Pertussis is a contagious illness caused by bacteria. It may cause severe coughing fits that can interfere with breathing. Although pertussis is often milder in older children and adults, undiagnosed persons can transmit the disease to infants and young children. Pertussis can lead to pneumonia, seizures, and sometimes death. Most of these serious problems occur in infants who are younger than a year old.
“I find this outbreak particularly concerning because pertussis can be prevented with a vaccine,” said State Health Commissioner Gregory Larkin, M.D. “Children and adults, alike, are at risk for life-threatening infections from pertussis, but there is a safe and effective vaccine.”
Dr. Larkin says it is important both children and adults are up-to-date on all immunizations, including pertussis.
“The key to the success of the pertussis vaccine is for everyone to be vaccinated,” said Dr. Larkin. “When an infant is hospitalized or dies from pertussis, it is because someone in the child’s environment of family, friends, community members, and health care providers were themselves not vaccinated and therefore exposed a susceptible child to infection.
“Only when families, communities, and health care providers are fully vaccinated will we have a ‘cocoon of safety’ around those most vulnerable for severe illness, particularly those too young or too ill to get vaccinated,” said Dr. Larkin.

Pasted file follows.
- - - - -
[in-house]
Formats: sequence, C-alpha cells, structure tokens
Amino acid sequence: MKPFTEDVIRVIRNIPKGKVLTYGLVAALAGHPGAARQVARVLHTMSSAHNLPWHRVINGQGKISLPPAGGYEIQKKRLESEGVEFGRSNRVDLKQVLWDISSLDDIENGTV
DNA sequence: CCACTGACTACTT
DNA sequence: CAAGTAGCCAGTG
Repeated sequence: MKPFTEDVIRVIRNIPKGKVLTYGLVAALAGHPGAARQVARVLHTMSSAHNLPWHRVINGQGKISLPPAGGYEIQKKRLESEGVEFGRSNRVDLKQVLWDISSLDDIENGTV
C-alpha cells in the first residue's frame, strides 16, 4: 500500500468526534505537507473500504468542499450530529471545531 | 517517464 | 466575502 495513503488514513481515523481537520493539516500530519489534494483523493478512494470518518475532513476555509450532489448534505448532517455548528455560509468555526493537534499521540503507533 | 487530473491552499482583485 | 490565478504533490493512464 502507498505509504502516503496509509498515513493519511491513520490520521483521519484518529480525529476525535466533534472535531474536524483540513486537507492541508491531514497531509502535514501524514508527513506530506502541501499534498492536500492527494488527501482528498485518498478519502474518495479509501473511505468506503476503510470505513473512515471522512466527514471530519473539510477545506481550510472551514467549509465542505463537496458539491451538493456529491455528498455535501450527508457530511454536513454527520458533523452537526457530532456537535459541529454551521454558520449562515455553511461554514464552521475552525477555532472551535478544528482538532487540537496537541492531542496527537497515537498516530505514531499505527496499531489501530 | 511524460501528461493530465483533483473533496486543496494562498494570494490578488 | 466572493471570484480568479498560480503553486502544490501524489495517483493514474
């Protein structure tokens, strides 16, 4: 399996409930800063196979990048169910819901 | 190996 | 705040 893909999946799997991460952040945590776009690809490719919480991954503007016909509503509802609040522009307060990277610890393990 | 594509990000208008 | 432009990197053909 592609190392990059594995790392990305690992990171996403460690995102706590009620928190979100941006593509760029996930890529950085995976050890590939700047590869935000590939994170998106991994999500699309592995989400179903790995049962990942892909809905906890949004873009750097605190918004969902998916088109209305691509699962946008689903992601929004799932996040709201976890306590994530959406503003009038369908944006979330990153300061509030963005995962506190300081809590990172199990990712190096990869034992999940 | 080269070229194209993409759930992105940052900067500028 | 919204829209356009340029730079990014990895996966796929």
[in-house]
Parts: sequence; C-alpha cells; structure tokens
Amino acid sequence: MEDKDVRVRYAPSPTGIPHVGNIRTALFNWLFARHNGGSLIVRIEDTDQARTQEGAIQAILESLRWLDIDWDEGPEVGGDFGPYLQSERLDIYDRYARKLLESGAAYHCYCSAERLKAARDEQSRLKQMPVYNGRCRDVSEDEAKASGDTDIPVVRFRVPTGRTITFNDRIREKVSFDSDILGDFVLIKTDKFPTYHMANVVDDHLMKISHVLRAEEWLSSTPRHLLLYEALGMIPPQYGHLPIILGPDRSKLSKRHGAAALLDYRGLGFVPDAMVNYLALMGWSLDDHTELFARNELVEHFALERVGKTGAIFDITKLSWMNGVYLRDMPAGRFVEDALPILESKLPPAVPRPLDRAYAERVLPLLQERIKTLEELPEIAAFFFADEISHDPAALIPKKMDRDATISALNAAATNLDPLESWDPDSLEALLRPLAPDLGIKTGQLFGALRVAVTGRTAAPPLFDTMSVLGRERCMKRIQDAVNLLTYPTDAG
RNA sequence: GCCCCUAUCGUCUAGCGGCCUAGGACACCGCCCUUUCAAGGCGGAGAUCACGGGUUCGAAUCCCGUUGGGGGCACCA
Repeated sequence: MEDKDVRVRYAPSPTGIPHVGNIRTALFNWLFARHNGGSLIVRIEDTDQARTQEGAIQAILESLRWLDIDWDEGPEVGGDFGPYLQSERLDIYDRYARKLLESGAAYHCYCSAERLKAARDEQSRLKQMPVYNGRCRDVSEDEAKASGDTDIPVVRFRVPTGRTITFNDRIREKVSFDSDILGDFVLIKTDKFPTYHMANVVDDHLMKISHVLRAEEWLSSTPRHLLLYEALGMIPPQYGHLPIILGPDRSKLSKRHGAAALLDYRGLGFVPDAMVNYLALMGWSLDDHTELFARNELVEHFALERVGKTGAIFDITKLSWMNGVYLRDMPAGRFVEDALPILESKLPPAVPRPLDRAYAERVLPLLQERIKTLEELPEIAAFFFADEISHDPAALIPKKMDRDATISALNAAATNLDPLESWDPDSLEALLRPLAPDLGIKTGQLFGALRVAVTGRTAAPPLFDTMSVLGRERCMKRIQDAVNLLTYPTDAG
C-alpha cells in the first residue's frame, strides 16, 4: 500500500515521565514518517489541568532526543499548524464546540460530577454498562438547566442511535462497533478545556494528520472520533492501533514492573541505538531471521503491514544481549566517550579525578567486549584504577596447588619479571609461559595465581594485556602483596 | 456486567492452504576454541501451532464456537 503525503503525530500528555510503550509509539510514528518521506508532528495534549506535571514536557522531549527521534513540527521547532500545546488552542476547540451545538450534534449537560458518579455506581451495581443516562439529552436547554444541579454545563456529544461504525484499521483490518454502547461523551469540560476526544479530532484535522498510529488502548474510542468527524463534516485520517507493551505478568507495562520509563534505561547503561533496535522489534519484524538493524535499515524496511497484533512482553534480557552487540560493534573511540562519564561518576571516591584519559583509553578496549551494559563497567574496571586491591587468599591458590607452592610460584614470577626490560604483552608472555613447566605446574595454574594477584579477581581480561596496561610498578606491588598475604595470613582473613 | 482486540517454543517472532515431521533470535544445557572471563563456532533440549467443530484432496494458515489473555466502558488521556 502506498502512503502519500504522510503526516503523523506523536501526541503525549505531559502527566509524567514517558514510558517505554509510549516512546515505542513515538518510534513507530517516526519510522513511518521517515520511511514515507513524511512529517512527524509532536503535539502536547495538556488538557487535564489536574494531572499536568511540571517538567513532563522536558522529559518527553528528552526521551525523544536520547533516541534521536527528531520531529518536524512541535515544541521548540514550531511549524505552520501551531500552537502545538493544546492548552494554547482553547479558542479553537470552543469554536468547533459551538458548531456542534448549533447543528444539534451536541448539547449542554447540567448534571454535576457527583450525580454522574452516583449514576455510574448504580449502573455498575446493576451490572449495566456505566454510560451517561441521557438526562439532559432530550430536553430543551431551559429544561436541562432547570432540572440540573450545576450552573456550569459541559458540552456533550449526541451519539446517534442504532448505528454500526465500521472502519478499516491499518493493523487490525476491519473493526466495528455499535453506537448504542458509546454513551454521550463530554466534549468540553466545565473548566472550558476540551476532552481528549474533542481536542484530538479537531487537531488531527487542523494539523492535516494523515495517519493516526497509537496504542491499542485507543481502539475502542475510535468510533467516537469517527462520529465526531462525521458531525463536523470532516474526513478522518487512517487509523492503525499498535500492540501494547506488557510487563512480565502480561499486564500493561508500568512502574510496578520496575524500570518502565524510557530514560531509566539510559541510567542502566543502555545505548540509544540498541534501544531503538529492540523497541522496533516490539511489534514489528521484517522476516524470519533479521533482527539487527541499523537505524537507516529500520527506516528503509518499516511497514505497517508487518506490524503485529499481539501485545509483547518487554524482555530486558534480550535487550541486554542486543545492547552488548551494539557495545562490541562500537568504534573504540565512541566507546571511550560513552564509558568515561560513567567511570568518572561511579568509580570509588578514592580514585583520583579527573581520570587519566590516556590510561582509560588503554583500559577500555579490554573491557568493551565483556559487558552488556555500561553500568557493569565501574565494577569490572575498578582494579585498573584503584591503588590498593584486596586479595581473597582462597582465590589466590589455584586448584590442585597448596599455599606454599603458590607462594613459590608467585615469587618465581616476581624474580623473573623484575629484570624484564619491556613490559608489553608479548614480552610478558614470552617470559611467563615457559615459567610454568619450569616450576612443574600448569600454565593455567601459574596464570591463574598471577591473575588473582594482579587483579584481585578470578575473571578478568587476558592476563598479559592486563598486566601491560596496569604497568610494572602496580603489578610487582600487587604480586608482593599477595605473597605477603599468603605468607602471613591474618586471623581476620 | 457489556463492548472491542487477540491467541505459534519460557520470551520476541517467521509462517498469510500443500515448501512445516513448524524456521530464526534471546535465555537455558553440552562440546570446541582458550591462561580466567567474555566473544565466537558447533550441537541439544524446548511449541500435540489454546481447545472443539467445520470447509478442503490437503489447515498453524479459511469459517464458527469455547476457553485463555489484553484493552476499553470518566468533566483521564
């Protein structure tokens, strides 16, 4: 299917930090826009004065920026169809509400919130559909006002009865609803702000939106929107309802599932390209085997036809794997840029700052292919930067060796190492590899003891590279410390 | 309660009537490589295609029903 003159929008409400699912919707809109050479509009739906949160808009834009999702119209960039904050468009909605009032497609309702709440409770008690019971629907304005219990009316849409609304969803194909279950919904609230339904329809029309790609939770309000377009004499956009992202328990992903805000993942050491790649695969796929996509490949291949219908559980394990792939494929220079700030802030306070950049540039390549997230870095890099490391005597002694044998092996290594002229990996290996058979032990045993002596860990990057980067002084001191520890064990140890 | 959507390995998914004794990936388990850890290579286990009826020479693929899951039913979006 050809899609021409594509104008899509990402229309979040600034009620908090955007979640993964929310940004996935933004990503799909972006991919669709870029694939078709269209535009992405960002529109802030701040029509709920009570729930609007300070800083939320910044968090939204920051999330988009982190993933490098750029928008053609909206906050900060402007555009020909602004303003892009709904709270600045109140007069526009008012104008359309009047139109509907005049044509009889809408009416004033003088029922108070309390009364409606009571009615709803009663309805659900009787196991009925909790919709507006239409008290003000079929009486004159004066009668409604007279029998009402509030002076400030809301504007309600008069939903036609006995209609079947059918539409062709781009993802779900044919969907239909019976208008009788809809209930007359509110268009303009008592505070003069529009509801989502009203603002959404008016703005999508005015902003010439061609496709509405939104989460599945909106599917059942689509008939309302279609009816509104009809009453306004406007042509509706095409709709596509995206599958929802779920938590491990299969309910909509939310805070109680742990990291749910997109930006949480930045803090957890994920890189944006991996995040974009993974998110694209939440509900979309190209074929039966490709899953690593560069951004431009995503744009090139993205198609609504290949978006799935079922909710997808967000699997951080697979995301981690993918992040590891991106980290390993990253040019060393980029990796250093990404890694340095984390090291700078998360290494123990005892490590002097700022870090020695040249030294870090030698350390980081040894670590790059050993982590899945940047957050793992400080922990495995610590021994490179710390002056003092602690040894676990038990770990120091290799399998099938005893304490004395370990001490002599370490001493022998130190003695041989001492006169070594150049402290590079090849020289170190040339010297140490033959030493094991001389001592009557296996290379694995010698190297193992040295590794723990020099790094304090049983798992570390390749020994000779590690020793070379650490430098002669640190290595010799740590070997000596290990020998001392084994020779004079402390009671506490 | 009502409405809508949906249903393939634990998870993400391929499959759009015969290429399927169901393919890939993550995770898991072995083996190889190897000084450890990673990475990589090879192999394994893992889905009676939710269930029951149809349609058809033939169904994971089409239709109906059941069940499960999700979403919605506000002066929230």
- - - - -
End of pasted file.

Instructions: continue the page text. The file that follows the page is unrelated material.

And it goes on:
The symptoms of pertussis occur in three stages:
- During the first stage, symptoms are similar to a cold: slight fever, sneezing, runny nose, dry cough, loss of appetite, and irritability.
- During the second stage (about 1 to 2 weeks later), the cough becomes more intense. There may be short, intense coughing spells followed by a long gasp for air (this is when the “whoop” is heard). The coughing fits may be followed by vomiting, nose bleeds, or bluish color to the face.
- During the third stage, the cough is less intense and less frequent, and appetite begins to increase. Eventually the cough stops, although this may take several months.
According to Dr. Larkin, the pertussis vaccine (as well as other required childhood immunizations) is available for FREE for children who are uninsured, underinsured, or are eligible for Medicaid. Parents should contact their local health department or health care provider, or visit the Vaccines for Children section of the State Health Department Website at: www.in.gov/isdh/17203.htm for more information.
There are some additional steps people can take to prevent the spread of pertussis, as well as other respiratory diseases, like influenza:
- Clean – properly wash your hands frequently,
- Cover – cover your cough and sneeze, and
- Contain – contain your germs by staying home (or keep children at home from school) if sick.
“Grandparents, parents, brothers, sisters, aunts, uncles, medical providers, and community leaders all are part of the life-saving cocoon of protection for the most vulnerable members of our communities: our infants and those too ill to be vaccinated,” said Dr. Larkin. “Make it your responsibility to know the vaccine status of those in your family. Consult with your primary care doctor or your local health department to see if you and your family are fully protected, or go to: www.in.gov/isdh/17094.htm to determine which immunizations you should have.”